• Richard Stallman
    • FREE SOFTWARE
    • as in
    • free speech
    • not
    • free beer
    • (although that too)
  • GPL (Gnu Public License)
    • protectionism for free software
    • code may be copied and modified without restriction, but that both copies and derivative works (that is, modified versions) must be distributed under the same license as the original, with no additional restrictions.
    • Uses copyright law to achieve an effect opposite that of traditional copyright: instead of limiting the software's distribution, it prevents anyone , even the author or copyright holder, from limiting it .
    • Better than putting code into the public domain, where any particular copy could be incorporated into a proprietary program - benefiting the 'enemy' of free software.
    • prevents nonfree programs from taking advantage of any GPL'd code, while allowing all GPL'd programs to cooperate among themselves by sharing unrestrictedly.
  • four kinds of freedom
    • 0. The freedom to run the program, for any purpose.
    • 1. The freedom to study how the program works, and adapt it to your needs. Access to the source code is a precondition for this.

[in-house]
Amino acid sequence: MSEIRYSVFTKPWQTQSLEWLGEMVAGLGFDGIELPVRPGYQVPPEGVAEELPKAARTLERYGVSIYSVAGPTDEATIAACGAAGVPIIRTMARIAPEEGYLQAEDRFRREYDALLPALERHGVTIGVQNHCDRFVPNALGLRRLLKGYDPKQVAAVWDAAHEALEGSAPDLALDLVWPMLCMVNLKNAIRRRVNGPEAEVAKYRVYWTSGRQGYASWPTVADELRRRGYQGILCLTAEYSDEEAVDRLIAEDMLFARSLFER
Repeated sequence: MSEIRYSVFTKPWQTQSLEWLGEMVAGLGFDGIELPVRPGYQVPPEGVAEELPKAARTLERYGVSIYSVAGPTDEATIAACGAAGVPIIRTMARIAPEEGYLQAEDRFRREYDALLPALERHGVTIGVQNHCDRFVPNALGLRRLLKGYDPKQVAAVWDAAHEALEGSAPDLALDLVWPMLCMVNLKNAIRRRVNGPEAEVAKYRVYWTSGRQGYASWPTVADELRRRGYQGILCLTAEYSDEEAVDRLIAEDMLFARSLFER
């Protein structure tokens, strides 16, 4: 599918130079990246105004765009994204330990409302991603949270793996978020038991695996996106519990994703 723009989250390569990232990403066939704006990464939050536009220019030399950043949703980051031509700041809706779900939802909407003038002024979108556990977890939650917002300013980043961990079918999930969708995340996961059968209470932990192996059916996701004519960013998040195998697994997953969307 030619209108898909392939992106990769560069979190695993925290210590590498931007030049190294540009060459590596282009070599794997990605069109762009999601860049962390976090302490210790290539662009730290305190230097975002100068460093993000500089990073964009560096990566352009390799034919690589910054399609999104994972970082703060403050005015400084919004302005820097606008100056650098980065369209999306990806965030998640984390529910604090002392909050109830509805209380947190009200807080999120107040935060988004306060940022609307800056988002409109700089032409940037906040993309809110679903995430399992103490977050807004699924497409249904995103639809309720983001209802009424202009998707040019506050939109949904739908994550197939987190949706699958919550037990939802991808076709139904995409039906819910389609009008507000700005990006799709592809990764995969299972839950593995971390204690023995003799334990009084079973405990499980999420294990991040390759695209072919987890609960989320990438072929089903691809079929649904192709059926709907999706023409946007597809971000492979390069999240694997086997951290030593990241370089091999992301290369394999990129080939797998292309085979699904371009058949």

• 2. The freedom to redistribute copies so you can help your neighbor.
    • 3. The freedom to improve the program, and release your improvements to the public, so that the whole community benefits. Access to the source code is a precondition for this.
  • source code
    • the set of
    • human-readable
    • instructions that define
    • how a program behaves;
    • to study or modify a
    • program, you need its
    • source code.
  • free software is:
    • software that may be modified and redistributed freely by anyone, with no significant restrictions on how the code may be changed, the uses to which it may be put, or the parties with whom it may be shared.